The best way to protect our loved ones from various avoidable infectious diseases is the vaccination against them. Vaccinations boost our immunity to fight against infection-causing pathogens. They also prevent the transmission of contagious diseases.
Vaccination and immunization protect children from preventable life-threatening diseases. Right after birth to till the age of 12, your child’s immunity is not strong, and they are vulnerable to various viral and bacterial infections. Certain vaccine-preventable diseases (diphtheria, whooping cough, HPV, measles, and tetanus) are still common and harmful to children. The best solution to prevent your child from these illnesses is vaccination. Although it didn’t guarantee total prevention, it reduces the risk and severity of the disease.
Let’s discuss the MMR (mumps, measles, and rubella) vaccination.
The MMR vaccine is a combination vaccine that protects against three highly infectious illnesses:
- Rubella (German measles)
MMR vaccine contains live-attenuated measles, mumps, and rubella virus, which trains our immune response to recognize the pathogen and helps fight against it during infection. Separate vaccines for these infectious diseases are not available.
Who needs MMR vaccines?
The MMR vaccine is available in an injection form, given as a subcutaneous route. The MMR vaccine also comes as the MMRV vaccine that provides immunization against measles, mumps, rubella, and varicella (chickenpox). The MMR vaccine is available for:
According to the National Immunization schedule by the Indian government, all children should get two doses of MMR vaccine:
- First dose at 12 to 15 months of age
- Second dose at 4 to 6 years of age
After the first dose, children can also receive the next vaccine earlier than usual (at least 28 days after the first dose).
Adults, who need MMR immunization, are:
- Some adults do not know about their childhood vaccinations and do not have immunity against the disease. In that case, they should get at least one dose of MMR vaccine.
- Adults living or going in high-risk areas for measles and mumps transmission may need two doses separated by at least 28 days.
- Healthcare providers in risk areas should have two doses of MMR vaccine with a minimal interval of 28 days.
- Women of reproductive age:
Women should get at least one dose of the MMR vaccine at childbearing age when they don’t have prospective immunity against the diseases and are not pregnant.
Live vaccines, such as the MMR vaccine are detrimental to pregnant women and their babies in the womb.
MMR vaccine is safe during the nursing (breastfeeding) period.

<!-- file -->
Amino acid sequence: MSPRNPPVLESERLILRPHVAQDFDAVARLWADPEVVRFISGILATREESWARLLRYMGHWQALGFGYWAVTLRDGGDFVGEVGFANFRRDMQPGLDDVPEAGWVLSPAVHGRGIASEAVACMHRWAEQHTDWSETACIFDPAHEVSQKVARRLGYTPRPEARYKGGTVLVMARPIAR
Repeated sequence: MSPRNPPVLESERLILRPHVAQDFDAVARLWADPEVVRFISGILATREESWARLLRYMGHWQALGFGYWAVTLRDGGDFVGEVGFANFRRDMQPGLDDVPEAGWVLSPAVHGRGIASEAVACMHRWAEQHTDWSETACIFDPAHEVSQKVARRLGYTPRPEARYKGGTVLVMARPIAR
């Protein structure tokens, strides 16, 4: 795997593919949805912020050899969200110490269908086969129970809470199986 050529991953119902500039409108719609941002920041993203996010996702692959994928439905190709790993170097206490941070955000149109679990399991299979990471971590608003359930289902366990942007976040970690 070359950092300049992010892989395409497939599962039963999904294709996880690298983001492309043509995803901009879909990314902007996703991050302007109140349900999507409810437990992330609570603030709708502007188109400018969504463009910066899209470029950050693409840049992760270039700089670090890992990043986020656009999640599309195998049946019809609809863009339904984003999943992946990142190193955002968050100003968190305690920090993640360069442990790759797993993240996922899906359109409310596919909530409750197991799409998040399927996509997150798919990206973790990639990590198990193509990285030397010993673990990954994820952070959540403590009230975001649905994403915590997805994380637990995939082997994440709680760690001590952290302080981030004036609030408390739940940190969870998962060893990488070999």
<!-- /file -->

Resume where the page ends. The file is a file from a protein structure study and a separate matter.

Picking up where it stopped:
A healthcare provider recommends a measles vaccination for anyone six months of age and older traveling overseas. The vaccination schedule before any international travel is:
- A single dose of MMR vaccination for infants six months to 11 months of age
- Children over the age of 12 months should receive two doses of the MMR vaccine, separated by at least 28 days
- Teenagers and adults without the prospective immunity against measles and mumps should get two doses of vaccines by at least 28 days gap.
- During a pandemic outbreak:
The measles or mumps outbreak might require an additional dose of MMR vaccine for those in groups at high risk for getting mumps or measles.
Contraindications of MMR vaccination
The contraindications and precautions of MMR vaccines may be temporary or permanent. A healthcare provider should evaluate an individual condition before administering the vaccine. The contraindications of MMR vaccines are:
- Pregnant women
- A person having high-grade fever or inflammatory disease
- The person had a severe allergic reaction or anaphylaxis after the first MMR vaccine
- A person having weakened immunity due to illnesses (HIV or cancer), medication (immunotherapy, chemotherapy, steroids, or radiation), or a sibling having immune system issues
- Bleeding disorder
- A person has a recent history of blood transfusion. The doctor advises postponing the vaccine for at least three months.
- History of severe allergies
MMR vaccine is a weakened live virus vaccine. The two-dose of MMR vaccine provides more than 90% protection against measles, mumps, and rubella. It provides long-term protection against measles and rubella, but the immunity against mumps decreases over time. So, if you are a resident of an area with higher chances of a mumps outbreak, then an additional booster dose is advisable.